The H5N1 strain of the bird flu virus can pass through the placenta of pregnant women to the unborn fetus, and can infect organs other than the lungs in adults. These are the conclusions of authors of an Article in this week's edition of The Lancet.
Professor Jiang Gu, Peking University, Beijing, China and colleagues studied post-mortem tissues of two adults - one man and one pregnant woman, and also tested the dead fetus of the dead woman. They investigated how H5N1 - an emerging infectious disease which causes respiratory symptoms and a high fatality rate - affects different organs in the body.
The authors say: "A pandemic outbreak of human infection with avian H5N1 currently poses a potentially serious health threat worldwide...little is known about the specific effects in organs and cells targeted by the virus."
The researchers detected viral genetic material and antigens in the lungs, certain cells in the trachea, the T cells of the lymph node, neurons in the brain, and in cells of the placenta. Viral genetic material was also detected in the intestinal mucosa, but no H5N1 viral antigens were found there. In the fetus, both viral genetic material and antigens were found in the lungs, circulating cells of the immune system and in cells of the liver.
They conclude: "This study has shown the capacity for human vertical transmission of the H5N1 virus...[this] warrants careful investigation, since maternal infections with common human influenza virus are generally thought not to infect the fetus."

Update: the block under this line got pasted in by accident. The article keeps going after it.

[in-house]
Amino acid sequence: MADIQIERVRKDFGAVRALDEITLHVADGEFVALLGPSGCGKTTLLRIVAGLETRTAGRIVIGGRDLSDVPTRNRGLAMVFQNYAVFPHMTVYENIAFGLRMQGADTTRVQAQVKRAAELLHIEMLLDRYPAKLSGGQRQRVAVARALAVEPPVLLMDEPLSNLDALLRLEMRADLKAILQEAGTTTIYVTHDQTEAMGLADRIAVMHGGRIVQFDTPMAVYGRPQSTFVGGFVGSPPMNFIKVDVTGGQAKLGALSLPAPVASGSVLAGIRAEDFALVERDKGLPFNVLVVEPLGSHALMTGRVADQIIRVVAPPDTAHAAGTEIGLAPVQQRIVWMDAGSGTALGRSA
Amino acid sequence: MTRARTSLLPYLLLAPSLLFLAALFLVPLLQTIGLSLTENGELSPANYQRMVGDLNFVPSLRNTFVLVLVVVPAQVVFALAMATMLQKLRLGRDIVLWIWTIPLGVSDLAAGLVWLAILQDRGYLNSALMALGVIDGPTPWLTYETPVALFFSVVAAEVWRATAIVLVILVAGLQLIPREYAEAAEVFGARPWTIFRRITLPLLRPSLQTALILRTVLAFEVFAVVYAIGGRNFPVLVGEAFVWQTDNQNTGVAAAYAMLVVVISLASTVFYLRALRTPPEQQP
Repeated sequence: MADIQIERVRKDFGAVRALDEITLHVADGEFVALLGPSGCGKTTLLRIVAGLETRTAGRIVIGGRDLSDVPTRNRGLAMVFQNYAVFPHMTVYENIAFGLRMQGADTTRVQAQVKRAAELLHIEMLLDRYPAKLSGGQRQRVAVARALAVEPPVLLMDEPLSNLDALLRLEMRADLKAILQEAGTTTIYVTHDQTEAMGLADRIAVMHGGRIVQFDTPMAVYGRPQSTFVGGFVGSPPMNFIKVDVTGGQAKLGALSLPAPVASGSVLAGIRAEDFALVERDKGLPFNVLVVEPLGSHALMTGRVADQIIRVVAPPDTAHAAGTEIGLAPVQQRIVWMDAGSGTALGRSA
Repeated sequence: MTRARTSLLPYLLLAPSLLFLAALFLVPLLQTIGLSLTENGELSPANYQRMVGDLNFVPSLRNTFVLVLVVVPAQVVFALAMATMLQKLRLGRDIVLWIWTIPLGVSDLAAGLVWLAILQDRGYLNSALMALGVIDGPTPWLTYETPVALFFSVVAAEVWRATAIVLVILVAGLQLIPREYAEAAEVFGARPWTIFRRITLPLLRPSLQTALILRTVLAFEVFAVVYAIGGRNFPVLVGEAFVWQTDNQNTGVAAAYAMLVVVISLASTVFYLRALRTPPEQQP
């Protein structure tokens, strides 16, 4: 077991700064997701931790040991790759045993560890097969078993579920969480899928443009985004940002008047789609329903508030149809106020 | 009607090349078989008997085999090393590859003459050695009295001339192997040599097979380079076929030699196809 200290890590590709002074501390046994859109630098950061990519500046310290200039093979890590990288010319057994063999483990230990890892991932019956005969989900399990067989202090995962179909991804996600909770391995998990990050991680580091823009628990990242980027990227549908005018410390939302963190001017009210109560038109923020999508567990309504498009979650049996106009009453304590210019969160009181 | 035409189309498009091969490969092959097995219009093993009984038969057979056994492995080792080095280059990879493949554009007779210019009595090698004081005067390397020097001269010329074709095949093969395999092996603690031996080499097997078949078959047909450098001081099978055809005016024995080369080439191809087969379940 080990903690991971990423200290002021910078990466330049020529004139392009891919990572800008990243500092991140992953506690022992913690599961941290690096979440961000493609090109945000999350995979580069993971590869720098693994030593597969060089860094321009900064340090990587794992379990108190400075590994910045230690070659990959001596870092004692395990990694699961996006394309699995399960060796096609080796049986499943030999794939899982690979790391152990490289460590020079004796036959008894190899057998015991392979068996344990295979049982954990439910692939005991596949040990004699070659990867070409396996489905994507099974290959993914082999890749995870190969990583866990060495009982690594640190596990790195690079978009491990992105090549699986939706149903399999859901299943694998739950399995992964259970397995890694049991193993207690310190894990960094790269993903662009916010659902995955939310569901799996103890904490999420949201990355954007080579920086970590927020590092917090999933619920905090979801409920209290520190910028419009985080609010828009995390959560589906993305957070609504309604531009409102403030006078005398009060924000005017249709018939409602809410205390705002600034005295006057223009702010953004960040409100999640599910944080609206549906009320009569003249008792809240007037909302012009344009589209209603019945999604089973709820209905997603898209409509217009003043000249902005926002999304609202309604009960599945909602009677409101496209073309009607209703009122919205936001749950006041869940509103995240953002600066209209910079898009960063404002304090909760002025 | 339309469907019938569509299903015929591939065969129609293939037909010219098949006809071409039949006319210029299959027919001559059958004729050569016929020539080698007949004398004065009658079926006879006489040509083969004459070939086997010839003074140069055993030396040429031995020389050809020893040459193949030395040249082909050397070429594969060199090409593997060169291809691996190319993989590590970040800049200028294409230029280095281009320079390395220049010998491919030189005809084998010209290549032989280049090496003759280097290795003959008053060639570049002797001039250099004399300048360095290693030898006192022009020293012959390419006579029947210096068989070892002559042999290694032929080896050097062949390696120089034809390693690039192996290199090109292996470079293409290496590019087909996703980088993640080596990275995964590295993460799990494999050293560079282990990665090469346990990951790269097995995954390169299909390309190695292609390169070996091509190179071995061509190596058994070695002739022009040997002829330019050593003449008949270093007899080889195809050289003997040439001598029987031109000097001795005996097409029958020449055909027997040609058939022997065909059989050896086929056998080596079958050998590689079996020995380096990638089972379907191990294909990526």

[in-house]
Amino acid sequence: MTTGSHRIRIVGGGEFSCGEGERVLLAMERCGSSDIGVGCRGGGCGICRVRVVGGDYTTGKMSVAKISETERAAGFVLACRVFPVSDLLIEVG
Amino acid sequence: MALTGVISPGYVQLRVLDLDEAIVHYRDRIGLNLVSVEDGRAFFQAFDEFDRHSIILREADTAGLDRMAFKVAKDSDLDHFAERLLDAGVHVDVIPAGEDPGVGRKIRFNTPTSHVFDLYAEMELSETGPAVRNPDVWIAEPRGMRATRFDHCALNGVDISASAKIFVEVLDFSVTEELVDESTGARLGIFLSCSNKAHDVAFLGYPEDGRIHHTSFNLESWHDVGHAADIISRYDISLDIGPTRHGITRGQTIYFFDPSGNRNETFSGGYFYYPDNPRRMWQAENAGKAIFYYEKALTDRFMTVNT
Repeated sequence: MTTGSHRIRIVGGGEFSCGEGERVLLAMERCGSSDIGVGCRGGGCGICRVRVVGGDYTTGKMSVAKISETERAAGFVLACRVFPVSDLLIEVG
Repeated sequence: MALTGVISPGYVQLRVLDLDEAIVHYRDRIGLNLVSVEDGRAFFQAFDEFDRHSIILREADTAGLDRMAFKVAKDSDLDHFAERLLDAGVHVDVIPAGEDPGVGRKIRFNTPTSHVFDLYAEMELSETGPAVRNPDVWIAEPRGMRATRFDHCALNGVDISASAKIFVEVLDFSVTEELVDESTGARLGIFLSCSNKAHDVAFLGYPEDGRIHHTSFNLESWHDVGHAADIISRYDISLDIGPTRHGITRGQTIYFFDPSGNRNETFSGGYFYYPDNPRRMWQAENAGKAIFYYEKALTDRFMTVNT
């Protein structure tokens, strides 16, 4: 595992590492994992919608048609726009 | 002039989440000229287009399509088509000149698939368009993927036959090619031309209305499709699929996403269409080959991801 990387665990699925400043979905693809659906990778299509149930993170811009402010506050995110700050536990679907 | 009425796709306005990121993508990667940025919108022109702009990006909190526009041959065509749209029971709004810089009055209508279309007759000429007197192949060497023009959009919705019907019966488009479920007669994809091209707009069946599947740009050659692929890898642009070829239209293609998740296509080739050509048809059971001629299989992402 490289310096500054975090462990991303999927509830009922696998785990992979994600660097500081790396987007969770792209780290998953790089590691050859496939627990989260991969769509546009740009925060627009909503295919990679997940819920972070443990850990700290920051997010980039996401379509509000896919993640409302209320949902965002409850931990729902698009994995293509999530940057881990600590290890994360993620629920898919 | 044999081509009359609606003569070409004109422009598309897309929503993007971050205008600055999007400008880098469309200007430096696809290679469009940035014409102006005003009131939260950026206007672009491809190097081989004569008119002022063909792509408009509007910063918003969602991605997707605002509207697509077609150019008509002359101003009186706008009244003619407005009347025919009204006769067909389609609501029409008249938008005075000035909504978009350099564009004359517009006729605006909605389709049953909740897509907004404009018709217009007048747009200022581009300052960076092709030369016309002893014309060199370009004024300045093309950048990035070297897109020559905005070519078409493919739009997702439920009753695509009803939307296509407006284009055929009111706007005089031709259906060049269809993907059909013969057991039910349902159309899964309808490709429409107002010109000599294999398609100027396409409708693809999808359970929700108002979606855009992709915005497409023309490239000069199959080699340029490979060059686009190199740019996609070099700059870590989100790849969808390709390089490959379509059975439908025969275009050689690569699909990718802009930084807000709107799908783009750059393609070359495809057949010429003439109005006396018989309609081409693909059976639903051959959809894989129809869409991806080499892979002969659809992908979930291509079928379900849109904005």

They add: "We have shown that H5N1 virus spreads beyond the lungs...these newly obtained data are important in the clinical, pathological and epidemiological investigation of human H5N1 infection, and have implications for public-health and health care providers."
In an accompanying Comment, Dr Wai Fu Ng, Department of Pathology, Yan Chai Hospital, Hong Kong, China and Dr Ka Fai To, Ki ka Shing Institute of Health Science, Hong Kong, China say: "Speculation about the fate of the fetus if the mother survived is interesting. With the development of antibodies in the mother and their transplacental crossing into the fetus, pathological lesions in the fetus may result."
They conclude by analysing the techniques used by Gu and colleagues, saying: "Correlation with viral culture to confirm productive viral replication is needed and is absent from Gu's report. Reproduction of these studies, including experimental models, is awaited."
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